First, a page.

Microsoft’s takeover of Activision-Blizzard has been approved by the regulator in Brazil

Microsoft is currently doing everything it can to convince the various market regulators that the acquisition of Activision-Blizzard will not pose a problem for the industry, despite what Sony and Jim Ryan think. If the bulk of the fight will take place in the United States and Europe, Microsoft must confront regulators in many countries, and has just win a small victory in Brazilgiven that the country approved the takeover.

A new milestone

Like the VGC report, the Brazilian regulatory body, otherwise known as Administrative Council for Economic Defense (CADE)chose to approve the acquisition without any further request or clarification.

The organization immediately spoke on the subject call of dutystating that the loyalty of PlayStation gamers will arguably outweigh their loyalty to the series:

Given the huge popularity of Call of Duty, it’s reasonable to infer that if Activision Blizzard games were no longer available on Sony consoles, PlayStation users might decide to migrate to Xbox, or even PC, to continue to have access to franchise games. On another side, it’s also reasonable to assume that if upcoming Call of Duty games become exclusive to the Microsoft ecosystem, gamers loyal to the PlayStation brand might simply drop out of the series.migrating to other games available on their favorite console. »

The potential exclusivity of call of duty is therefore not a problem for CADEwho states that this system of exclusivity is anyway what allows Sony and Nintendo to be market leaders:

As already seen, Nintendo does not currently rely on any content from Activision Blizzard to compete in this market. In turn, Sony has been the world’s leading brand for over 20 yearswith extensive industry experience, larger user base, larger console install base, robust catalog of exclusive games, multi-publisher partnerships, brand-loyal consumers, and more, which should help keep PlayStation competitive in a possible post-operation scenario, even in the face of possible loss of access to Activision Blizzard content »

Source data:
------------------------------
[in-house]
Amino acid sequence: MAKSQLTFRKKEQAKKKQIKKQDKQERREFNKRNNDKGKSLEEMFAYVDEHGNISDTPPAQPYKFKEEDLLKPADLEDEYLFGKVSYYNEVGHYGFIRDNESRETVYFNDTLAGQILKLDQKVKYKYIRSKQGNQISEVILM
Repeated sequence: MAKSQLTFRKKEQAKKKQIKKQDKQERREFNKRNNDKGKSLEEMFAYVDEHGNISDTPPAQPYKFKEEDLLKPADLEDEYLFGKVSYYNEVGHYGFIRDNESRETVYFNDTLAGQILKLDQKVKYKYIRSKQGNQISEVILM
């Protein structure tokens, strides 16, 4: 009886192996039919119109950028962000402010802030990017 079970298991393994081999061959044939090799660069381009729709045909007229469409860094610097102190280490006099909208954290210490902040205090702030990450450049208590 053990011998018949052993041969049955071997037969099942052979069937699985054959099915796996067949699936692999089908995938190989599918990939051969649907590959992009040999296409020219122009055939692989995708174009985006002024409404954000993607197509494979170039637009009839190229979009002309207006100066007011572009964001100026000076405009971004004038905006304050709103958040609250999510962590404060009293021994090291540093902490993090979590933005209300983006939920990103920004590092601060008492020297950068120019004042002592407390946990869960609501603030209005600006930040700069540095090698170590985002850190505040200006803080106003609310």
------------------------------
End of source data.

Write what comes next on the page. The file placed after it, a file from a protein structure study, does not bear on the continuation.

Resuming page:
No risk for the market according to regulators

CADE concludes its report by stating that its purpose is not to protect the interests of a company, but of consumers.and that in this sense, the takeover would not lead to an imbalance in the competition between Microsoft and Sony:

Furthermore, it is important to point out that the central objective of CADE’s activities is the protection of competition as a means of promoting the well-being of Brazilian consumers, and not the defense of the particular interests of specific competitors […] In this sense, although it is recognized that some users of PlayStation consoles (from Sony) could decide to migrate to Xbox in the event that Activision Blizzard games – and in particular Call of Duty – become exclusive to the Microsoft ecosystem, CADE does not believe that such a possibility represents, in itself, a risk for competition in the console market as a whole. »

One could almost believe that this conclusion is directly addressed to Jim Ryan and Sony, who must now cross their fingers that other regulators do not come to the same conclusion.

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